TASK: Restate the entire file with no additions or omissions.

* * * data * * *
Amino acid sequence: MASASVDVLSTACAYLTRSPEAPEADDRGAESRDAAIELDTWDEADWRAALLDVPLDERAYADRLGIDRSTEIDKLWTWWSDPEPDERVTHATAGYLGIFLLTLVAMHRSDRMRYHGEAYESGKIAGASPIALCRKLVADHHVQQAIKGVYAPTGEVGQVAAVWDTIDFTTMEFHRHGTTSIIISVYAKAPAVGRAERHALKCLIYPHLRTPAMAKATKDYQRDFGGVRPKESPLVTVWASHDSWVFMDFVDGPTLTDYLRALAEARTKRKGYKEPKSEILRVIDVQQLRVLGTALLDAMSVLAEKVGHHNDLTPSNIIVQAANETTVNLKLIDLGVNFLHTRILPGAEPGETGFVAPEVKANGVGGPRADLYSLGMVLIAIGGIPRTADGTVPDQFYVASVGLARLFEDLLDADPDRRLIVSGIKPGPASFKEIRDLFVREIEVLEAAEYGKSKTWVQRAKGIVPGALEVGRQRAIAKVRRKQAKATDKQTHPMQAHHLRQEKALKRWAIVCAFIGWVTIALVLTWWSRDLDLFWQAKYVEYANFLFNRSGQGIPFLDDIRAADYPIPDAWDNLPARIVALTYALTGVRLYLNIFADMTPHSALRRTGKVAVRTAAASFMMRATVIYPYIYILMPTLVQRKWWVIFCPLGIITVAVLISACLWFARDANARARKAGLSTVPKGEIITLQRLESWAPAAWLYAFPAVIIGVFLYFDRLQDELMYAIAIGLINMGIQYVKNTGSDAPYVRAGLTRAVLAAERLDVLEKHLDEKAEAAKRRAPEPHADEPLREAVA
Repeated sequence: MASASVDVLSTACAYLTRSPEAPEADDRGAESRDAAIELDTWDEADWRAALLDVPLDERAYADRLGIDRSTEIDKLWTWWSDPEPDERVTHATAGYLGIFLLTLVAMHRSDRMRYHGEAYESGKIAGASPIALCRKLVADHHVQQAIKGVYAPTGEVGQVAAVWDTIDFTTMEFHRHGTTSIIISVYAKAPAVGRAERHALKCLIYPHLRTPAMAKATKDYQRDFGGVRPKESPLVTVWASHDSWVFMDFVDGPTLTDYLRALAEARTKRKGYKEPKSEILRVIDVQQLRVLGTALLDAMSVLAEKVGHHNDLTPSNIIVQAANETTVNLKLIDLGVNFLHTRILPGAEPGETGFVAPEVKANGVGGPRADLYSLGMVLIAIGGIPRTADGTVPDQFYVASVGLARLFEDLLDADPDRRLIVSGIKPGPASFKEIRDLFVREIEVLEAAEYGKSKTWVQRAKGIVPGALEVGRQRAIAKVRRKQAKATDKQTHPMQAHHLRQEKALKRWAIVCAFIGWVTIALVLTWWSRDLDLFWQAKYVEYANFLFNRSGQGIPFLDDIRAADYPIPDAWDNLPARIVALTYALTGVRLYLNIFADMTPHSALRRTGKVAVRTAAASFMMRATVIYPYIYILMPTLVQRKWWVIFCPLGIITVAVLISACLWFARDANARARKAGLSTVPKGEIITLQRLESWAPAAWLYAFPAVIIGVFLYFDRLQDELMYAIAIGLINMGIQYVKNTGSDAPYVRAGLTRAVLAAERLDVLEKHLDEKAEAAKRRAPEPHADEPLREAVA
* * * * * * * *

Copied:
Amino acid sequence: MASASVDVLSTACAYLTRSPEAPEADDRGAESRDAAIELDTWDEADWRAALLDVPLDERAYADRLGIDRSTEIDKLWTWWSDPEPDERVTHATAGYLGIFLLTLVAMHRSDRMRYHGEAYESGKIAGASPIALCRKLVADHHVQQAIKGVYAPTGEVGQVAAVWDTIDFTTMEFHRHGTTSIIISVYAKAPAVGRAERHALKCLIYPHLRTPAMAKATKDYQRDFGGVRPKESPLVTVWASHDSWVFMDFVDGPTLTDYLRALAEARTKRKGYKEPKSEILRVIDVQQLRVLGTALLDAMSVLAEKVGHHNDLTPSNIIVQAANETTVNLKLIDLGVNFLHTRILPGAEPGETGFVAPEVKANGVGGPRADLYSLGMVLIAIGGIPRTADGTVPDQFYVASVGLARLFEDLLDADPDRRLIVSGIKPGPASFKEIRDLFVREIEVLEAAEYGKSKTWVQRAKGIVPGALEVGRQRAIAKVRRKQAKATDKQTHPMQAHHLRQEKALKRWAIVCAFIGWVTIALVLTWWSRDLDLFWQAKYVEYANFLFNRSGQGIPFLDDIRAADYPIPDAWDNLPARIVALTYALTGVRLYLNIFADMTPHSALRRTGKVAVRTAAASFMMRATVIYPYIYILMPTLVQRKWWVIFCPLGIITVAVLISACLWFARDANARARKAGLSTVPKGEIITLQRLESWAPAAWLYAFPAVIIGVFLYFDRLQDELMYAIAIGLINMGIQYVKNTGSDAPYVRAGLTRAVLAAERLDVLEKHLDEKAEAAKRRAPEPHADEPLREAVA
Repeated sequence: MASASVDVLSTACAYLTRSPEAPEADDRGAESRDAAIELDTWDEADWRAALLDVPLDERAYADRLGIDRSTEIDKLWTWWSDPEPDERVTHATAGYLGIFLLTLVAMHRSDRMRYHGEAYESGKIAGASPIALCRKLVADHHVQQAIKGVYAPTGEVGQVAAVWDTIDFTTMEFHRHGTTSIIISVYAKAPAVGRAERHALKCLIYPHLRTPAMAKATKDYQRDFGGVRPKESPLVTVWASHDSWVFMDFVDGPTLTDYLRALAEARTKRKGYKEPKSEILRVIDVQQLRVLGTALLDAMSVLAEKVGHHNDLTPSNIIVQAANETTVNLKLIDLGVNFLHTRILPGAEPGETGFVAPEVKANGVGGPRADLYSLGMVLIAIGGIPRTADGTVPDQFYVASVGLARLFEDLLDADPDRRLIVSGIKPGPASFKEIRDLFVREIEVLEAAEYGKSKTWVQRAKGIVPGALEVGRQRAIAKVRRKQAKATDKQTHPMQAHHLRQEKALKRWAIVCAFIGWVTIALVLTWWSRDLDLFWQAKYVEYANFLFNRSGQGIPFLDDIRAADYPIPDAWDNLPARIVALTYALTGVRLYLNIFADMTPHSALRRTGKVAVRTAAASFMMRATVIYPYIYILMPTLVQRKWWVIFCPLGIITVAVLISACLWFARDANARARKAGLSTVPKGEIITLQRLESWAPAAWLYAFPAVIIGVFLYFDRLQDELMYAIAIGLINMGIQYVKNTGSDAPYVRAGLTRAVLAAERLDVLEKHLDEKAEAAKRRAPEPHADEPLREAVA